A conference bringing together 175 Biogen leaders in Boston during the last week of February demonstrated the anatomy of a superspreader event: attendees from all over the world working, eating and drinking together, at a time when little was known about COVID-19 and few precautions were taken.
A new study reveals the magnitude of spread of this single event: 20,000 COVID infections may have been linked to the conference by early May, orders of magnitude greater than the previously reported 99 cases. A group of researchers evaluated the viral genomes from 772 patients across the greater Boston area, finding over 80 separate introductions of the virus, primarily from Western Europe or elsewhere in the US.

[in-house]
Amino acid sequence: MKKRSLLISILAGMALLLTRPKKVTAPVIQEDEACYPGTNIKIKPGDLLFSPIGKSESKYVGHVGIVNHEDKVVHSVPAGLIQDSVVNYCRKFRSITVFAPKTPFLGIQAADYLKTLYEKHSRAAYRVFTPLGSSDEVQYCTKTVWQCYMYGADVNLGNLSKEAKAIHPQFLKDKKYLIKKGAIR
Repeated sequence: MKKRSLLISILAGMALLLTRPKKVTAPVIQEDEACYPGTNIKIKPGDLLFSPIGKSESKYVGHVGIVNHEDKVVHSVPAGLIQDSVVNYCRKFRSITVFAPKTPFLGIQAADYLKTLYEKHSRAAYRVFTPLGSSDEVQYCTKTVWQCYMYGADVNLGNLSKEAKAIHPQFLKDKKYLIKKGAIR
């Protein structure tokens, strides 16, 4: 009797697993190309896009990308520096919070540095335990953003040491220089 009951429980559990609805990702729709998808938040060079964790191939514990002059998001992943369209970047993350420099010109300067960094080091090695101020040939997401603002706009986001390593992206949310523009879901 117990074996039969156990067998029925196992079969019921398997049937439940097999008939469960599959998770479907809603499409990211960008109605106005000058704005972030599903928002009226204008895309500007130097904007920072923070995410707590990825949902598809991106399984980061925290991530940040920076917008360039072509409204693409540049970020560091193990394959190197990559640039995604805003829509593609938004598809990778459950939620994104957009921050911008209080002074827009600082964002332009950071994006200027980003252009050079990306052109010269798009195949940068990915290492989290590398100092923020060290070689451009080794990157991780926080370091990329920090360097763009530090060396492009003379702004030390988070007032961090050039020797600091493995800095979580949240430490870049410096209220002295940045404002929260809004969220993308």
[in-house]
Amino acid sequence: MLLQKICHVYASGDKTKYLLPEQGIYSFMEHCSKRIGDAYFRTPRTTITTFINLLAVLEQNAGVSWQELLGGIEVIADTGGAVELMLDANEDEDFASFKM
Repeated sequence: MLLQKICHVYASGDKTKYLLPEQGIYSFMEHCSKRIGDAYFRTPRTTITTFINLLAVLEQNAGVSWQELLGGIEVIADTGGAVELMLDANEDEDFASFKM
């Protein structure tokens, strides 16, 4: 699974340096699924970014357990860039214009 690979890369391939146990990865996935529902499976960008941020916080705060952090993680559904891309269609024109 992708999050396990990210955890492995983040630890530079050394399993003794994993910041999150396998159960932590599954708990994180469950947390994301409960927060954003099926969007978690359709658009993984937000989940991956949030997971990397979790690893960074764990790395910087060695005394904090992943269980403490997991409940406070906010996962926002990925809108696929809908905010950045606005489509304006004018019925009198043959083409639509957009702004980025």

But the Biogen event was far and away the largest source of infections, accounting for 37 percent of investigated cases, which extrapolates to an estimated 20,000 cases across the area (the event also seeded clusters in several states and overseas).
Many patients with the Biogen virus had no direct connection with the event, including a large number of homeless individuals.
As college campuses reopen and states flirt with allowing larger gatherings, the study provides an important lesson of the potential for exponential spread of the virus when left unchecked by preventive measures, and the need for testing and contact tracing to quickly stop the chain of transmission.